“I’d be curious to see if there would be a difference in outcomes based on different types of processed foods like those eating processed foods with lower fat content of any type or lower salt and sugar have better outcomes,” Wong said.

MNT also spoke with Monique Richard, a registered dietitian nutritionist and owner of Nutrition-In-Sight, who said she was not surprised by the observations linking those who consumed more non-ultra-processed plant-based foods with a lower risk for cardiovascular disease and those who consumed plant-based ultra-processed foods with a higher risk.

“Marketing messages can often be confusing for the general public,” Richard explained. “If they understand something to be made of plants and understand that they are encouraged to eat more, they may perceive it is healthier than the animal counterpart.”

“’Plant-based’ does not automatically equate to nutritious. Often, meat analogs and ultra-processed foods have added sugar, salt, fat, cholesterol, [and] preservatives, or [they] are so processed that they no longer include the original beneficial components such as fiber or the phytochemicals and water-soluble vitamins such as vitamin C, folate, or riboflavin,” Richard continued.

“If consumed in excess, there is a potential that these ingredients can also lead to increased risk of cardiometabolic markers such as elevated LDL, low HDL, hypertension, atherosclerosis, and other inflammatory markers such as C-reactive protein or advanced glycation end products.”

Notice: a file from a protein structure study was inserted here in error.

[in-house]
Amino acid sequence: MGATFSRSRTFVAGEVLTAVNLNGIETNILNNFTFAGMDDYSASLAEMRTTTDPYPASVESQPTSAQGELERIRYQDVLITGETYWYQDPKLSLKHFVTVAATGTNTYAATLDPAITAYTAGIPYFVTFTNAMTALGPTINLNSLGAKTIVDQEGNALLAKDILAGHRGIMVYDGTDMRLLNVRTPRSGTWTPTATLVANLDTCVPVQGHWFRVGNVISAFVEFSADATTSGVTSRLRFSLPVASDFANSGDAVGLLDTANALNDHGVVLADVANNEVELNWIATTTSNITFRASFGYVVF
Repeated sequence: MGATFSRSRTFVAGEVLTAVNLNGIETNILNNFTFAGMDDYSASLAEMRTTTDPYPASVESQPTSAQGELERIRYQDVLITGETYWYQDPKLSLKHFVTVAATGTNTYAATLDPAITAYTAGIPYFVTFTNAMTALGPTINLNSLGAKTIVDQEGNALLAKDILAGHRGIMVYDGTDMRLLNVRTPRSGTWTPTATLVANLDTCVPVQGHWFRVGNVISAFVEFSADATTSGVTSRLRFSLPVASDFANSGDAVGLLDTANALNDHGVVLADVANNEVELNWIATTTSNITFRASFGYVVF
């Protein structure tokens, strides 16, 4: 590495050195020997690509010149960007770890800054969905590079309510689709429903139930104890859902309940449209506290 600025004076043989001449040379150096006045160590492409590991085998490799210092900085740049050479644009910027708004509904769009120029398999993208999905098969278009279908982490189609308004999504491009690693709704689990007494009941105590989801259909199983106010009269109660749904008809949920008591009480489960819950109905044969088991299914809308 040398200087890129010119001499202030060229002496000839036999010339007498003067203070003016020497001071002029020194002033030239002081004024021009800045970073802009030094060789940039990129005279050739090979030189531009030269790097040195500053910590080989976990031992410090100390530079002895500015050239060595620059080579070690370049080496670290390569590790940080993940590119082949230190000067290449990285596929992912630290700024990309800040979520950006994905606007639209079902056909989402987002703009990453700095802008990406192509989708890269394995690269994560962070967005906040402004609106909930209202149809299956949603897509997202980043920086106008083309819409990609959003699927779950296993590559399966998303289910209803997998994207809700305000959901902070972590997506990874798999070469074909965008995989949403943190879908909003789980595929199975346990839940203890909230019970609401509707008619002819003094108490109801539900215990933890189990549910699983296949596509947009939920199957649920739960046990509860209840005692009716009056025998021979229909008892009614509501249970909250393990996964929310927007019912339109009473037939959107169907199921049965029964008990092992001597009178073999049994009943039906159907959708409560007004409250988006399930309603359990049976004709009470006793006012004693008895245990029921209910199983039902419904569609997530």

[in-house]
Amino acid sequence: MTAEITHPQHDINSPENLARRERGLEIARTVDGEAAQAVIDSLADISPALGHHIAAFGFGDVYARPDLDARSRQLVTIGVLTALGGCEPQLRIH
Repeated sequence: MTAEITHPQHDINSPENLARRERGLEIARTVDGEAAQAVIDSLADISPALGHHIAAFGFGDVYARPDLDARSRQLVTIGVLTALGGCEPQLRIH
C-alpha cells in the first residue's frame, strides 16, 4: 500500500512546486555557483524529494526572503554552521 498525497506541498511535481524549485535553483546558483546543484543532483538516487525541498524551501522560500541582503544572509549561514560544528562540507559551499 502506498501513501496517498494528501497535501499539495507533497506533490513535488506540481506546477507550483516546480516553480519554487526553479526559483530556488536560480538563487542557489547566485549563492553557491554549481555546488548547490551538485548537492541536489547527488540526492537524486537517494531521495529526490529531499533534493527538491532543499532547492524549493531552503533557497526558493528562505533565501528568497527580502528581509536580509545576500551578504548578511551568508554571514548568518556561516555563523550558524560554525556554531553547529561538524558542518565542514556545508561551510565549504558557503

— Monique Richard, registered dietitian nutritionist

Richard said choosing whole food or whole food ingredients when possible will allow you to glean the most health benefits of plant-based foods.

“Think about applesauce — it literally is made from mashed apples, but the fiber is mechanically altered, sugar is often added, and it often does not include skin, which depreciates its nutritiousness further,” she explained.

“The benefits of the apple in its entirety have now been reduced from the whole food to another product. With each step of processing and manipulating, the integrity of the entire package is compromised. Does that mean applesauce is not good for us? No. This simply is an illustration of the varying degrees [a] food’s nutritional value can change,” Richard noted.

For those looking for healthier options to plant-based ultra-processed foods, Richard suggested these swaps:

  • Swapping out a plant-based meat for actual soybeans (edamame) or beans (pulses) is an easy, affordable, and tasty alternative.
  • Scrambling tofu with vegetables and brown rice for stir fry and your favorite sauce can replace a frozen pre-prepared meal.
  • Pan-searing cubed tofu or seitan with a sprinkle of breadcrumbs and a favorite roasted vegetable can replace “nuggets” or breaded cutlets.
  • Lentils in soups and chilis are an easy and affordable way to add protein, fiber, and texture without much extra sodium or unwanted ingredients.
  • Using jackfruit for dishes that try to mimic pulled pork is a great swap, as is adding quinoa or other whole grains that are higher in protein.